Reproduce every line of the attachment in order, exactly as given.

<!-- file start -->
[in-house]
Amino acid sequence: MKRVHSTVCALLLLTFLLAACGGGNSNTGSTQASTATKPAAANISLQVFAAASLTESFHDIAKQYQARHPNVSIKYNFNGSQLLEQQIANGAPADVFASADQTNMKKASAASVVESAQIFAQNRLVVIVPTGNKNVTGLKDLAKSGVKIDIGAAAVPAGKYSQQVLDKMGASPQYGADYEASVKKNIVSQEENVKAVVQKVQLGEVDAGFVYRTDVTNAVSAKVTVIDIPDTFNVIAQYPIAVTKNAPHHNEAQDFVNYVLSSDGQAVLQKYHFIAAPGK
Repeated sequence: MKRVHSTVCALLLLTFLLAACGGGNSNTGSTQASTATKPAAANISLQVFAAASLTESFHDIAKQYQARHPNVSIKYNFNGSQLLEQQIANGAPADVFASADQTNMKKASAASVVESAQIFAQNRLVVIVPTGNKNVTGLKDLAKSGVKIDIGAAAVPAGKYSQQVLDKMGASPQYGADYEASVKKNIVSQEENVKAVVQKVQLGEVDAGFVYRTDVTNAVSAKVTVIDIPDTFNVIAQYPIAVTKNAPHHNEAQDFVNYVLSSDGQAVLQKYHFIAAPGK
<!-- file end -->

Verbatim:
[in-house]
Amino acid sequence: MKRVHSTVCALLLLTFLLAACGGGNSNTGSTQASTATKPAAANISLQVFAAASLTESFHDIAKQYQARHPNVSIKYNFNGSQLLEQQIANGAPADVFASADQTNMKKASAASVVESAQIFAQNRLVVIVPTGNKNVTGLKDLAKSGVKIDIGAAAVPAGKYSQQVLDKMGASPQYGADYEASVKKNIVSQEENVKAVVQKVQLGEVDAGFVYRTDVTNAVSAKVTVIDIPDTFNVIAQYPIAVTKNAPHHNEAQDFVNYVLSSDGQAVLQKYHFIAAPGK
Repeated sequence: MKRVHSTVCALLLLTFLLAACGGGNSNTGSTQASTATKPAAANISLQVFAAASLTESFHDIAKQYQARHPNVSIKYNFNGSQLLEQQIANGAPADVFASADQTNMKKASAASVVESAQIFAQNRLVVIVPTGNKNVTGLKDLAKSGVKIDIGAAAVPAGKYSQQVLDKMGASPQYGADYEASVKKNIVSQEENVKAVVQKVQLGEVDAGFVYRTDVTNAVSAKVTVIDIPDTFNVIAQYPIAVTKNAPHHNEAQDFVNYVLSSDGQAVLQKYHFIAAPGK